In 2015, out of the blue, he caught for 1,000 yards. He would end that season with 79 catches and nine touchdowns. The following season Barnidge caught 55 passes and only scored twice. He is now a free agent.

The Great Mystery

Elsa/Getty Images
Elsa/Getty Images

Nick Foles had one of the best seasons a quarterback could have in 2013. Everyone was tricked into thinking he was the next big thing- not just the fans in Philadelphia. His first year under Chip Kelly, Foles threw for 27 touchdowns and only two interceptions.

They would go on to the playoffs behind his play but the following seasons were not the same. His touchdown-to-interception stat was 20 to 20. A huge difference from what we saw during his accurate season. The Eagles gave up on him and so did the Rams during that time frame. But it looks like he turned his fortune around with his Super Bowl victory. Will history repeat itself?

Joe Senser’s Career Fizzled Out

For a rookie tight end, Joe Senser had an okay season. He brought in a total of 447 yards back in 1980. The next season is why he is on this list. The Minnesota Viking erupted in 1981. Senser caught for over 1,000 yards. That is a vast improvement for any position. Then the player strike came. And to make things worse, he had a knee injury the next year. He would then go on to only get 361 total yards through the span of his entire career.

Timmy Smith Shows Up Then Goes Away

Focus on Sport/Getty Images
Focus on Sport/Getty Images

Here we have another player who showed up when it mattered most. Timmy Smith of the Redskins had himself a game in Super Bowl XXII. The Redskins starting running back was often injured during the ’87 season so Smith got the start. How did he thank them? He set a Super Bowl record with 204 yards and two touchdowns.

The Redskins won 42-10. Naturally, Smith held out on offseason duties in hopes of securing a bigger contract after his huge game. When he finally showed up, he was overweight. By week nine of that season, he had lost the starting job.

The Iconic Catch

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This player pulled off a play that ruined the Patriots chances of completing a perfect season. And just like a few others on this list, his wonder came while he was in the Super Bowl. David Tyree had 35 yards and no touchdowns but that’s not what matters. The Giants were down by 4 with 1:15 left on the clock.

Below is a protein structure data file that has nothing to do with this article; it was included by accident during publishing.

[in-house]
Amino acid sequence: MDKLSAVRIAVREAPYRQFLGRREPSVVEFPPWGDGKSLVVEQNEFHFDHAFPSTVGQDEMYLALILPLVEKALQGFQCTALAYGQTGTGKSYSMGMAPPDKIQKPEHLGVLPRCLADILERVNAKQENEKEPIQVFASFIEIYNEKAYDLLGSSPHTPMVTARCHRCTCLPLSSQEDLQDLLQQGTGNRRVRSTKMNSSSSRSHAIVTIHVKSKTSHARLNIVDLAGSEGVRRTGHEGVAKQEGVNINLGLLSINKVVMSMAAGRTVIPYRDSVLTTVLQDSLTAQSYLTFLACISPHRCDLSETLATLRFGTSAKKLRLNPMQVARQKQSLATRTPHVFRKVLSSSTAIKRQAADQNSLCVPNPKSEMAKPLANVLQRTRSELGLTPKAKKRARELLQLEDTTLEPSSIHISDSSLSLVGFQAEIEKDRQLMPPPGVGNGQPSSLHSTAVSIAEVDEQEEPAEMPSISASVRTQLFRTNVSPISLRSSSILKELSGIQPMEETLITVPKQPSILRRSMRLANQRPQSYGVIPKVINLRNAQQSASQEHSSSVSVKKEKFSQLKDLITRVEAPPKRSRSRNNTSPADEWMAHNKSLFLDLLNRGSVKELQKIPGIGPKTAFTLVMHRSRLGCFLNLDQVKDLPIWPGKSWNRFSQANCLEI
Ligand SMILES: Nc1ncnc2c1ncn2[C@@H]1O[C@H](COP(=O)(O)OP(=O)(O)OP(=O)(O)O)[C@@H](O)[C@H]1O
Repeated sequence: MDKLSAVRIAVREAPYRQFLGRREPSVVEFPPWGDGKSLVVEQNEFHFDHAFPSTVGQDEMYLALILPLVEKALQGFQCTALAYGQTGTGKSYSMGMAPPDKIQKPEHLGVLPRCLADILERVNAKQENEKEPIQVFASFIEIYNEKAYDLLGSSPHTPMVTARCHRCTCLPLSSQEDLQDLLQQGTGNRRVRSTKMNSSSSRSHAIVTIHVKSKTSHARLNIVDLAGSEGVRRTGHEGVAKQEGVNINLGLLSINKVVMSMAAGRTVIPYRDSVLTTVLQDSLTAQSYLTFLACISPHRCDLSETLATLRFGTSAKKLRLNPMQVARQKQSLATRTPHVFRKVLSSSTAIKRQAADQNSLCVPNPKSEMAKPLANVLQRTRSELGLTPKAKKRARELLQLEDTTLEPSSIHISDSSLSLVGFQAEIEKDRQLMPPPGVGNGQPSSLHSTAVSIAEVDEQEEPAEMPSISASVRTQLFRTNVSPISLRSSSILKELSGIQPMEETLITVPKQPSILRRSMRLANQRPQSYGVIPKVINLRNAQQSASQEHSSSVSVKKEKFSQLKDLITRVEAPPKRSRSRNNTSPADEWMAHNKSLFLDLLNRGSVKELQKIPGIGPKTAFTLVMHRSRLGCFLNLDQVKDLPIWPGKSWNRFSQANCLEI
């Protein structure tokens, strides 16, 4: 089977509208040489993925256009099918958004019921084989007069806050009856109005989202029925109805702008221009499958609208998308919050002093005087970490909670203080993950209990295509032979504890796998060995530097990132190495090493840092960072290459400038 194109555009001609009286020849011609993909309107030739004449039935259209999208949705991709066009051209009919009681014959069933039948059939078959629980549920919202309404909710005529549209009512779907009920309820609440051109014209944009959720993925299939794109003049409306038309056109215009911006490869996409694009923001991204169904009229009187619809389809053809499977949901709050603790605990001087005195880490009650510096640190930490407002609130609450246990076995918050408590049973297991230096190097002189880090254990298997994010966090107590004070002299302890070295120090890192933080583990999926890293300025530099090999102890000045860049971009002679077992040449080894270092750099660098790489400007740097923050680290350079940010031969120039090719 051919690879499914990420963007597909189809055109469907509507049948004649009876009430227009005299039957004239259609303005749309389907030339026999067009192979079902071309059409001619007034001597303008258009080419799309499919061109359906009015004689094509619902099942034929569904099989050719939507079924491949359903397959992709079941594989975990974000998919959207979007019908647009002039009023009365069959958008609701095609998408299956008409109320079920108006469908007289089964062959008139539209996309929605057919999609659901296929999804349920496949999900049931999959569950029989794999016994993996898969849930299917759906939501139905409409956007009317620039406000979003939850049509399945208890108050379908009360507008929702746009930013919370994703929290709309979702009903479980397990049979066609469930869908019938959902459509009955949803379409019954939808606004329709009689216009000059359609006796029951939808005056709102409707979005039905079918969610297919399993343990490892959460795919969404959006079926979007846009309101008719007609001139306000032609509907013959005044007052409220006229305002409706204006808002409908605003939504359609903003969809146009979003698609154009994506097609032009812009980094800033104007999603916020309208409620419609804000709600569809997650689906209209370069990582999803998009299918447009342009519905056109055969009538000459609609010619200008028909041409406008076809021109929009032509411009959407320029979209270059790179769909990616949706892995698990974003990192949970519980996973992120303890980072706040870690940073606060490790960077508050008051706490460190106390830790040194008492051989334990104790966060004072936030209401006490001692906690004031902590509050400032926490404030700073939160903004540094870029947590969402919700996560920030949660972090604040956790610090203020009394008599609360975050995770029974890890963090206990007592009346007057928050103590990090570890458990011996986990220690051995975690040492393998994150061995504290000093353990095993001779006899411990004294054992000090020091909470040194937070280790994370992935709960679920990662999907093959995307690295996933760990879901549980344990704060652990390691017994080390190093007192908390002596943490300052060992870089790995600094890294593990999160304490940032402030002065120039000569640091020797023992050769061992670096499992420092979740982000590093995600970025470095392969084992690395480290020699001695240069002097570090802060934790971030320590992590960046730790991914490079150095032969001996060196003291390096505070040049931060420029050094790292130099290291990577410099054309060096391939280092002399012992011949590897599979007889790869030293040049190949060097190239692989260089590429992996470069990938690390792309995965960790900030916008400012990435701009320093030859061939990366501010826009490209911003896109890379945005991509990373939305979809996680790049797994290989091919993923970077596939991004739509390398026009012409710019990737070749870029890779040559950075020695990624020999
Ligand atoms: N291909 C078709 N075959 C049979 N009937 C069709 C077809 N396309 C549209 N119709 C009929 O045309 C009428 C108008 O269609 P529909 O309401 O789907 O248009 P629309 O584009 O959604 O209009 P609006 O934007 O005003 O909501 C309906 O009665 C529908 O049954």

Eli Manning threw the ball almost blindly about 30 yards to Tyree. When he jumped up for it, he pinned it against his helmet as he came down to the ground. This catch is what led to the Giants game-winning drive. The “helmet catch” will go down as one of the greatest plays in NFL history. But it also happened to be the last catch for Tyree.

Gets Paid For Nothing

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Getty Images

It wasn’t that that Shane Olivea had one great season that led him here to this list. No, Olivea was a consistent player for the San Diego Chargers playing the right tackle position. He only missed one game his first two seasons. For being such a pivotal player, the Chargers gave him a six-year, $20 million contract extension.

He went on to play two more seasons for the Chargers but got benched the year after his contract. He then got cut for missing a drug test after failing for painkillers. That contract was for not.

Injured And Depressed

Hunter Martin/Getty Images
Hunter Martin/Getty Images

Shawn Andrews was drafted by the Eagles and was immediately put into the starting guard role. Unfortunately, he broke his leg in the first game. He came back the next season ready to play and became the anchor for the offensive line. He got Pro Bowl honors in 2006 and 2007.

Sadly, before the start of 2008, he didn’t show up to the start of training camp. He came out and said he was dealing with depression and that he was seeking professional help. When he came back he suffered a back injury that knocked him out for the year. That ended up being his last game.

Stay Off The Drugs

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Al Messerschmidt/Getty Images
Al Messerschmidt/Getty Images

The second-round pick of the Cincinnati Bengals from 2005 played better than a second-round pick. Odell Thurman would end the season with 10 forced turnovers and that propelled him to be a finalist for the Defensive Rookie of the Year. This set up high expectations for his following season.

One thing after another would happen next. Thurman ended up failing various drug tests and being suspended by the NFL. Once he came back from his first suspension he was cut and ended up failing another test. The NFL never would see him play again.

The Injury Bug Got Him

Michael Hickey/Getty Images
Michael Hickey/Getty Images

Bob Sanders was great at defense. He was a Pro Bowler, All-Pro athlete and a Defensive Player of the Year. In only his third season he was winning Super Bowls and making interceptions in the Super Bowl. But he only got better after that. In the 2007 season, he won the Defensive Player of the Year.

He ended up signing a $37.5 million contract that year making him the highest paid safety in NFL history at the time. but injuries would hit him because of his aggressive style of play that made him the player he is. He ended up only playing 11 more games in the next four years.

An Infection To End It All

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Getty Images